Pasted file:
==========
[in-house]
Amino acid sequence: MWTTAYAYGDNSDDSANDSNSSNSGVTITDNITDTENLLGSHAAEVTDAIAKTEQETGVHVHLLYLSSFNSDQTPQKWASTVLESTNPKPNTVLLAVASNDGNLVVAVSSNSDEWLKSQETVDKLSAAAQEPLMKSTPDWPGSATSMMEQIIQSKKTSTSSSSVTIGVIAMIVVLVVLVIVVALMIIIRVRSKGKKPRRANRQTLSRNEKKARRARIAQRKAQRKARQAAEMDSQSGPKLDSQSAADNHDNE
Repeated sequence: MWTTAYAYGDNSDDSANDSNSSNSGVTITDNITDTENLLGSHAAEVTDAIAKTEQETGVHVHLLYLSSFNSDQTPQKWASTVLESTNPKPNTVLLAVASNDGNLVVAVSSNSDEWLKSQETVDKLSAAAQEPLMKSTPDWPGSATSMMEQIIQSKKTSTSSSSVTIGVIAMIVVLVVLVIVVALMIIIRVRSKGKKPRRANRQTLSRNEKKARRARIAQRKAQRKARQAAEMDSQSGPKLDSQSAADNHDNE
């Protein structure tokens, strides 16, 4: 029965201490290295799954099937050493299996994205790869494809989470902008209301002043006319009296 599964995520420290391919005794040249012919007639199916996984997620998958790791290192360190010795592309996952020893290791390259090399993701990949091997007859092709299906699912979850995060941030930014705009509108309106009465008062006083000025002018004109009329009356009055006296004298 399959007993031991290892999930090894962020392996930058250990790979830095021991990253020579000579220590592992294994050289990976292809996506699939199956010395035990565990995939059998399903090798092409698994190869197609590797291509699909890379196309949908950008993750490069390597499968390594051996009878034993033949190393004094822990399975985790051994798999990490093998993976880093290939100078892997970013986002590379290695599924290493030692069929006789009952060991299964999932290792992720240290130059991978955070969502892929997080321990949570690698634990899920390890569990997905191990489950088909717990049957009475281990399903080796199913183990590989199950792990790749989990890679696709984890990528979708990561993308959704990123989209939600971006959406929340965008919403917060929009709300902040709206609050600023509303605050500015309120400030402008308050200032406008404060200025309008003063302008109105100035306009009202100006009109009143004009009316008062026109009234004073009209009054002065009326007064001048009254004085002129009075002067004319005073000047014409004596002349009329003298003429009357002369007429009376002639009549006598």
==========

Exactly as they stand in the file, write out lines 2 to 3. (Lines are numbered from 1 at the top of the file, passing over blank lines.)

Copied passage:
Amino acid sequence: MWTTAYAYGDNSDDSANDSNSSNSGVTITDNITDTENLLGSHAAEVTDAIAKTEQETGVHVHLLYLSSFNSDQTPQKWASTVLESTNPKPNTVLLAVASNDGNLVVAVSSNSDEWLKSQETVDKLSAAAQEPLMKSTPDWPGSATSMMEQIIQSKKTSTSSSSVTIGVIAMIVVLVVLVIVVALMIIIRVRSKGKKPRRANRQTLSRNEKKARRARIAQRKAQRKARQAAEMDSQSGPKLDSQSAADNHDNE
Repeated sequence: MWTTAYAYGDNSDDSANDSNSSNSGVTITDNITDTENLLGSHAAEVTDAIAKTEQETGVHVHLLYLSSFNSDQTPQKWASTVLESTNPKPNTVLLAVASNDGNLVVAVSSNSDEWLKSQETVDKLSAAAQEPLMKSTPDWPGSATSMMEQIIQSKKTSTSSSSVTIGVIAMIVVLVVLVIVVALMIIIRVRSKGKKPRRANRQTLSRNEKKARRARIAQRKAQRKARQAAEMDSQSGPKLDSQSAADNHDNE